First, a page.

low[1] = imax[1]-2;
high[0] = imax[0] - 1;
high[1] = imax[1] - 1;
}

// call initializer
boundary_updater.init_face(l, low, high, delta);
break;


For the 3D case, we will use the tolerance based initializer. This tolerance controls the reflection coefficient of the boundary. In general, this usually provides a reasonable estimate of the relative error due to the boundary. Some thought should be given to its choice, using too tight of a tolerance results in more work being done for little or no accuracy benefit and too loose of a tolerance results in the boundary error dominating. A good choice is typically on the order of the expected discretization error. Here we’ll just choose 1e-2. In 3D the updater needs to know the indexing extents for the plane of points on the boundary as well as the parallel plane of points immediately interior to the boundary.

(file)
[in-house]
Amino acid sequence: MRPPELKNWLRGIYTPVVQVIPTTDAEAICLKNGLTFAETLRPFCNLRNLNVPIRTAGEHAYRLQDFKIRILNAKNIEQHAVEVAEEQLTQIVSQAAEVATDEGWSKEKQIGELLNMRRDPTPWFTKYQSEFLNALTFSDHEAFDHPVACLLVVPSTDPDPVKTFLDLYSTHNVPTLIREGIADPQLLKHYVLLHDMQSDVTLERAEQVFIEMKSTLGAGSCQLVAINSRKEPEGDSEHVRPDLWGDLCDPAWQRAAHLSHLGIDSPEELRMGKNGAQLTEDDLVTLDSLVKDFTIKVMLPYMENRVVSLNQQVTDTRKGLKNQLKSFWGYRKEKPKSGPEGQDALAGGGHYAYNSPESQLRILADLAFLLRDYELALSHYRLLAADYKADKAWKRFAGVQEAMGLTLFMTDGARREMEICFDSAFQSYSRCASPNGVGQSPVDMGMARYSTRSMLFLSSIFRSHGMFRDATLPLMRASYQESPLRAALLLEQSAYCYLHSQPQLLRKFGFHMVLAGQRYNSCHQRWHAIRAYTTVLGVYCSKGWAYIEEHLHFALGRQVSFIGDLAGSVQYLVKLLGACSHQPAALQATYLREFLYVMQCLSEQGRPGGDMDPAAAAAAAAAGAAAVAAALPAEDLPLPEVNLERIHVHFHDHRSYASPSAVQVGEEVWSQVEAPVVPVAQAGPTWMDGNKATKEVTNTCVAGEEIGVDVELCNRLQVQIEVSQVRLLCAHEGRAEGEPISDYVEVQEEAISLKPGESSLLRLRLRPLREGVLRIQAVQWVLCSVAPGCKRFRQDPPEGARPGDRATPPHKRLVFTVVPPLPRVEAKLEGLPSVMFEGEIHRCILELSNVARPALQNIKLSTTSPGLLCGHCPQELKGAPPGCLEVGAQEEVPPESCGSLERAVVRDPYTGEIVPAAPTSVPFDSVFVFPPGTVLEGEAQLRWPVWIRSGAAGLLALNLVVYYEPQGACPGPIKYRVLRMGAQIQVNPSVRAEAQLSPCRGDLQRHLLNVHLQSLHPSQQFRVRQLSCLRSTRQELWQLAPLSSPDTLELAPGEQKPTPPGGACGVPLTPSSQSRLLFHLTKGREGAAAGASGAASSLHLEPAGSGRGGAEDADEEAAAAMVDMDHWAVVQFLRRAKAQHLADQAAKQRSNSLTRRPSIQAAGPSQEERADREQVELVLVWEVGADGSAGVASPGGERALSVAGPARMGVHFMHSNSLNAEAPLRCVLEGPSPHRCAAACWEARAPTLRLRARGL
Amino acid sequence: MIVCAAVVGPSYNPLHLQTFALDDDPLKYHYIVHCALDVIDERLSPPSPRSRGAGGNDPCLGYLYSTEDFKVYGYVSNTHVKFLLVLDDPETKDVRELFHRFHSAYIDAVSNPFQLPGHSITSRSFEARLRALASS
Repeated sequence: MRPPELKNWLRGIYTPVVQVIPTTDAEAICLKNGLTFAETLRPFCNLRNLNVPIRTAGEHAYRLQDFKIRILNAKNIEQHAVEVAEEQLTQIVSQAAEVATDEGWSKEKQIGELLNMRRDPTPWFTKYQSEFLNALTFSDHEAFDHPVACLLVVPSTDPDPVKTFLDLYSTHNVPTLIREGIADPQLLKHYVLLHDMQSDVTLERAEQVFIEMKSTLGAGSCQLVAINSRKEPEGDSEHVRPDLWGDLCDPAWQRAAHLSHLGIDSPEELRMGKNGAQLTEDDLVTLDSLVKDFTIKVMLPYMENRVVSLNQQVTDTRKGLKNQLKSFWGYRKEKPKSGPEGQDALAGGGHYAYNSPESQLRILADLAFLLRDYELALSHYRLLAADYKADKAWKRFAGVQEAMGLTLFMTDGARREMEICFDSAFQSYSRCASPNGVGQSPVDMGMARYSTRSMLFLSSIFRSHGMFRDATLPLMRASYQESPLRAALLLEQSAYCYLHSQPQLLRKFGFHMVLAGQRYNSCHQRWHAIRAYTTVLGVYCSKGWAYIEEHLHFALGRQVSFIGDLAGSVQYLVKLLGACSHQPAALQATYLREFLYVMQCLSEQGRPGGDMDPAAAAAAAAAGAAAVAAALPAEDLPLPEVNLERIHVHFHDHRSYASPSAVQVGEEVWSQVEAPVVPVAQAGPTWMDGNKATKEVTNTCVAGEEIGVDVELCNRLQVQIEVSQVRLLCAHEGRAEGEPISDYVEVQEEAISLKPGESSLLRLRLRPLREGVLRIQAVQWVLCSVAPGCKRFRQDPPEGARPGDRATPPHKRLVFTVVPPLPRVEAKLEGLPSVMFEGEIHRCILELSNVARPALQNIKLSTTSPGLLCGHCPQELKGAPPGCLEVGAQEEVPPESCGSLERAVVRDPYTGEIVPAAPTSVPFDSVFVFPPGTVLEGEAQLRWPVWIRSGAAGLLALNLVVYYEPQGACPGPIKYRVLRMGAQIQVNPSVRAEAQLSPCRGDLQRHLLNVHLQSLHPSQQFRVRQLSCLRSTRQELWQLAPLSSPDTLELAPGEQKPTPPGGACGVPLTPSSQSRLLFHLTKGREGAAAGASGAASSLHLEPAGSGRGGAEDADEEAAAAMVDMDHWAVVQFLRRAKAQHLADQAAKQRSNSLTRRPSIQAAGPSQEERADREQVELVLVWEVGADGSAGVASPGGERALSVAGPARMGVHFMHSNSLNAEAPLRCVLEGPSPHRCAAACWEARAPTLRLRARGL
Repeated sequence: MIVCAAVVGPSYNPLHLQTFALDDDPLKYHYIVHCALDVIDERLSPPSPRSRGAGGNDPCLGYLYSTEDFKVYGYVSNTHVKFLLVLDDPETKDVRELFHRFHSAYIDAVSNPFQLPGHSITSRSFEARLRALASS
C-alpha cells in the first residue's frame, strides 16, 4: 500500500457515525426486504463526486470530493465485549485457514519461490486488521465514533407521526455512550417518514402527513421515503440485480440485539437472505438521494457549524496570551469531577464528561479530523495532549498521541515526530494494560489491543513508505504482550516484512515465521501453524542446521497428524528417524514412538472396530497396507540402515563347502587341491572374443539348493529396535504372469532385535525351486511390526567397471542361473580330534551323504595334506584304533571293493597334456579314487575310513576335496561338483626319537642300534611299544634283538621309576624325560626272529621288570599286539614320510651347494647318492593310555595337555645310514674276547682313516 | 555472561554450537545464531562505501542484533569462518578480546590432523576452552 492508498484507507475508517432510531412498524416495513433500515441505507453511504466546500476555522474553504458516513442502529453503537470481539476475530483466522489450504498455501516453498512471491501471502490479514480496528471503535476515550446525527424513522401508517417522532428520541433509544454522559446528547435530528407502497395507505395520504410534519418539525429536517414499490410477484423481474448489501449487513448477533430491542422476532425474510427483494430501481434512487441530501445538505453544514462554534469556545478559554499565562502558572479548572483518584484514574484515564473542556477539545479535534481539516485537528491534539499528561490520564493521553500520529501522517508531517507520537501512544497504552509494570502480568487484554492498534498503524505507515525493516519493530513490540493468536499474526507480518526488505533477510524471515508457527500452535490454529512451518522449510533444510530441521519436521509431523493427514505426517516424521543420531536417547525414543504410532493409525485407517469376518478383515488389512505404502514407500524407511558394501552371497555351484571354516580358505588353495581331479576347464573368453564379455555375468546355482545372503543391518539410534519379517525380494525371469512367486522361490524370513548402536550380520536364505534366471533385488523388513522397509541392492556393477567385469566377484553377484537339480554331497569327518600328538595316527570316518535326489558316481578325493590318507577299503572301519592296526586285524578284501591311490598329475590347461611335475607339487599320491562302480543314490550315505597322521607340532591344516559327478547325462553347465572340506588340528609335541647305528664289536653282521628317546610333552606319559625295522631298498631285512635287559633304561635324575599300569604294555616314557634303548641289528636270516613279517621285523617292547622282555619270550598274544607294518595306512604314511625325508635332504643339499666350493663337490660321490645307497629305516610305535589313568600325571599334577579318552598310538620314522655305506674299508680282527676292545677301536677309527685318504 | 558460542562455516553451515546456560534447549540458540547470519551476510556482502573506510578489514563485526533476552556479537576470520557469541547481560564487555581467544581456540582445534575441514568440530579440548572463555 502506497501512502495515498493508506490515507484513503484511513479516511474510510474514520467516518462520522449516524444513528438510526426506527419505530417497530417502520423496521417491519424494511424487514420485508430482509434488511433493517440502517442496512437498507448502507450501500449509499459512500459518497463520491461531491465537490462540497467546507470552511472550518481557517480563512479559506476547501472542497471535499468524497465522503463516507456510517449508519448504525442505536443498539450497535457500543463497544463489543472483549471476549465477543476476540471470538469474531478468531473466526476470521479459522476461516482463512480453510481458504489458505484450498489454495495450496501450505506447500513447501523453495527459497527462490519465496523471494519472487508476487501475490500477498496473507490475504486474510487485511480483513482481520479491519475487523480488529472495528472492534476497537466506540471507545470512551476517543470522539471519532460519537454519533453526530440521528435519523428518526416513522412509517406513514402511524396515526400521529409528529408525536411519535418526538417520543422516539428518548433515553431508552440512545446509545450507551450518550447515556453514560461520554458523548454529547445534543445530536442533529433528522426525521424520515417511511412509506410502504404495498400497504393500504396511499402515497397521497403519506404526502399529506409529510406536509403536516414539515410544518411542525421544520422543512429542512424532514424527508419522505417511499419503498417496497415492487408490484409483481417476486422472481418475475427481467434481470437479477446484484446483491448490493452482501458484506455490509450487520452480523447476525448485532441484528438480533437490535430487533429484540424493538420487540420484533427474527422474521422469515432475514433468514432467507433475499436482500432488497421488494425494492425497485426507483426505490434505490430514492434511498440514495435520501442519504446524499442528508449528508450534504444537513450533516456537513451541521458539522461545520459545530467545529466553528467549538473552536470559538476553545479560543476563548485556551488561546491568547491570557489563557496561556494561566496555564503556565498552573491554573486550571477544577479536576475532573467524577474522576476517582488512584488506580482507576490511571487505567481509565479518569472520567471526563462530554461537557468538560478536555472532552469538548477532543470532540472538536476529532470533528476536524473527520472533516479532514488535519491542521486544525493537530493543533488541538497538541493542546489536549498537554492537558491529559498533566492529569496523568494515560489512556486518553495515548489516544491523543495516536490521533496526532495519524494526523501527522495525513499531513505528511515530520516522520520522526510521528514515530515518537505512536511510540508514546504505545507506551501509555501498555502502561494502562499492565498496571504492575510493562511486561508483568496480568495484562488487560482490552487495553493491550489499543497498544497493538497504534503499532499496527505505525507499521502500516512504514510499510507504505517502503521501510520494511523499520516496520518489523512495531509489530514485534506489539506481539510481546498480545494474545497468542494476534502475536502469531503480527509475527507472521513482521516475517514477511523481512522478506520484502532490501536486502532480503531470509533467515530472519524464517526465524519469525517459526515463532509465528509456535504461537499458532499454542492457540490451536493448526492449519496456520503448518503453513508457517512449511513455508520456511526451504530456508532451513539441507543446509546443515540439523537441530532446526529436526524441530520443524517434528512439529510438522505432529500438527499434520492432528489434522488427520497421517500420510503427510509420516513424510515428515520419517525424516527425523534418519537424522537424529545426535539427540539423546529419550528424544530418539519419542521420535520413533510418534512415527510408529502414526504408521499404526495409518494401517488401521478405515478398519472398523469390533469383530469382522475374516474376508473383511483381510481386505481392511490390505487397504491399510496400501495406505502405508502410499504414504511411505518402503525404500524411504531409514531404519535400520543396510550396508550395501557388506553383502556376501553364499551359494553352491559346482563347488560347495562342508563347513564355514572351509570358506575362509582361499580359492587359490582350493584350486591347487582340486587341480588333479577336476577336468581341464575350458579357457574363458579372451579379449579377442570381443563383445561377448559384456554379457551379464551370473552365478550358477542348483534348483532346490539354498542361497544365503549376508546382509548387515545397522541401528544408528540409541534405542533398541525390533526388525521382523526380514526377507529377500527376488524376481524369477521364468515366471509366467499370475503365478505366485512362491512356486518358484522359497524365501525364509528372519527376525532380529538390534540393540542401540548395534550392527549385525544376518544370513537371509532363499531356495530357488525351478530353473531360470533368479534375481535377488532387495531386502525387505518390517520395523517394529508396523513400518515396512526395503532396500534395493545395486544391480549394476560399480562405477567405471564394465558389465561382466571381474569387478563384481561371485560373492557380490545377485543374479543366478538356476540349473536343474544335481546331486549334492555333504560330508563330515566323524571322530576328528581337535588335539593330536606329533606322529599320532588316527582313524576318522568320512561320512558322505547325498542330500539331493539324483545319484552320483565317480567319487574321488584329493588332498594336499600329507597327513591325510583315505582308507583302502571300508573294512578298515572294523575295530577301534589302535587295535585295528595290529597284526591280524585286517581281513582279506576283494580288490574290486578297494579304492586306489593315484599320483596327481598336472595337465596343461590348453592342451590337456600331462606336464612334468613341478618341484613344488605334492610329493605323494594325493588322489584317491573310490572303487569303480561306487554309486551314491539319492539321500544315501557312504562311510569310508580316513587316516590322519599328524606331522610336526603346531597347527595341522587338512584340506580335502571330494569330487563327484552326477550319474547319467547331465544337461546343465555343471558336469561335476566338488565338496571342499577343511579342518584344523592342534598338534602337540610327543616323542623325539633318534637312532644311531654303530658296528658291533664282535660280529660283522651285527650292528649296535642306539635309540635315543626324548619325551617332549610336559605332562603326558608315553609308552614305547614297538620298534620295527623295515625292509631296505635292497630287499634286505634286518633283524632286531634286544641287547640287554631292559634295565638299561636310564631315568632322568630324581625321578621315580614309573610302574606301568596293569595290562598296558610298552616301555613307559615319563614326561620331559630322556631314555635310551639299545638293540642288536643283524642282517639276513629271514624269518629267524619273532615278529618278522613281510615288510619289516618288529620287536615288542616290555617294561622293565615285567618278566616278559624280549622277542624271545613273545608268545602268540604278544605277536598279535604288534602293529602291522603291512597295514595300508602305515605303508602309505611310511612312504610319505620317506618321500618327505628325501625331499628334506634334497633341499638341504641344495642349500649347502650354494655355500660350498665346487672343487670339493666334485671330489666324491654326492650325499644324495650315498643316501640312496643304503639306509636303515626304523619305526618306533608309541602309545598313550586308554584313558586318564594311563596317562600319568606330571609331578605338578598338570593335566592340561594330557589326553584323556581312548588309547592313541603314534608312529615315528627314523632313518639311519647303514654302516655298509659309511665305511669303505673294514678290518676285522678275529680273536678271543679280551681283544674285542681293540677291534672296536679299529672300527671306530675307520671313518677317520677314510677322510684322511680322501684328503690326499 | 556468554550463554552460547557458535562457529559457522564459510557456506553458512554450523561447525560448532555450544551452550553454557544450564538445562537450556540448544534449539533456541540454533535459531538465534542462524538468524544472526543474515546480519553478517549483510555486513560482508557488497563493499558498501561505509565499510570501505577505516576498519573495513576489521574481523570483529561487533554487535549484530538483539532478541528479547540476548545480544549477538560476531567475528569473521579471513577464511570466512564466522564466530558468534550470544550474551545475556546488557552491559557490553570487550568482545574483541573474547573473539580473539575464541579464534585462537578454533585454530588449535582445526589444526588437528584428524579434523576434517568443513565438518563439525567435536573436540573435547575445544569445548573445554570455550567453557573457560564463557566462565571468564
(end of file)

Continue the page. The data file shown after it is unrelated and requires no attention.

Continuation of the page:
case 3:

tol = 1e-2;

if (l == 0) {
// left boundary in x, need [0,1] in x, all in y, z
low[0] = 0;
low[1] = 0;
low[2] = 0;
high[0] = 1;
high[1] = imax[1] - 1;
high[2] = imax[2] - 1;
} else if (l == 1) {
// right boundary in x, need [imax[0]-2, imax[0]-1] in x, all y, z
low[0] = imax[0]-2;
low[1] = 0;
low[2] = 0;
high[0] = imax[0] - 1;
high[1] = imax[1] - 1;
high[2] = imax[2] - 1;
} else if (l == 2) {
// left boundary in y, need [0,1] in y, all in x, z
low[0] = 0;
low[1] = 0;
low[2] = 0;
high[0] = imax[0] - 1;
high[1] = 1;
high[2] = imax[2] - 1;
} else if (l == 3) {
// right boundary in y, need [imax[1]-2, imax[1]-1] in y, all x, z
low[0] = 0;
low[1] = imax[1]-2;
low[2] = 0;
high[0] = imax[0] - 1;
high[1] = imax[1] - 1;
high[2] = imax[2] - 1;
} else if (l == 4) {
// left boundary in z, need [0,1] in z, all in x, y
low[0] = 0;
low[1] = 0;
low[2] = 0;
high[0] = imax[0] - 1;
high[1] = imax[1] - 1;
high[2] = 1;
} else {